In 1906, San Francisco was a thriving city of 400,000 residents, full of majestic Victorian mansions, beautiful hotels and a thriving arts scene. But the earthquake that hit on the early morning of April 18, 1906, changed everything — including how today's rebuilt city looks and works.
The earthquake destroyed many buildings and ruptured gas lines, igniting a three-day fire that ripped through the city. By the time it was all over, three-quarters of San Francisco's buildings were smoking piles of rubble. The author Jack London mourned, "Not in history has a modern imperial city been so completely destroyed. San Francisco is gone."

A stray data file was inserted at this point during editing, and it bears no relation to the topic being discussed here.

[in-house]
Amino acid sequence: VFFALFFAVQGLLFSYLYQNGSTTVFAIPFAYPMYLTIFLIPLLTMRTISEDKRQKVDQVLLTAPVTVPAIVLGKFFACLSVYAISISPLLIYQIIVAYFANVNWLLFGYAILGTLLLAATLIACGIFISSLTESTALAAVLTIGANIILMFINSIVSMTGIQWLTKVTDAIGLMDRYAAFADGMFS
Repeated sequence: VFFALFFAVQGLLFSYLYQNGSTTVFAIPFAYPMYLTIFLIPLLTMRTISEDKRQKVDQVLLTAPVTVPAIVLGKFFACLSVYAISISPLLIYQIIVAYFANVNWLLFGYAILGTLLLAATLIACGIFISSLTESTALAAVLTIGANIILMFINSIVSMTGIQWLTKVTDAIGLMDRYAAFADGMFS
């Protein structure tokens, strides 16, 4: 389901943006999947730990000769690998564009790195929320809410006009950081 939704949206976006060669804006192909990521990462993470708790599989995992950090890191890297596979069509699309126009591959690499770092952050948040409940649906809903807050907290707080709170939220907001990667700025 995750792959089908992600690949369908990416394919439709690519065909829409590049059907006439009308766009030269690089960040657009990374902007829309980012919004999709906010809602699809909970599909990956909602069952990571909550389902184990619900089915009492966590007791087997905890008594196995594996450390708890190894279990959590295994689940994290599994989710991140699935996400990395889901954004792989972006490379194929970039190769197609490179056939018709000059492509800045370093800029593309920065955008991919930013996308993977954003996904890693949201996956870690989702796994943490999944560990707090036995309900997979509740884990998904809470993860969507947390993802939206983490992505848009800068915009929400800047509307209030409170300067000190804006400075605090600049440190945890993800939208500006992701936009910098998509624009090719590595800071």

Arnold Genthe, who took the photo above, later described the eerie scene: “On the right is a house, the front of which had collapsed into the street. The occupants are sitting on chairs calmly watching the approach of the fire. Groups of people are standing in the street, motionless, gazing at the clouds of smoke. When the fire crept up close, they wouldRead More »from April 18, 1906: Earthquake, fire rip through San Francisco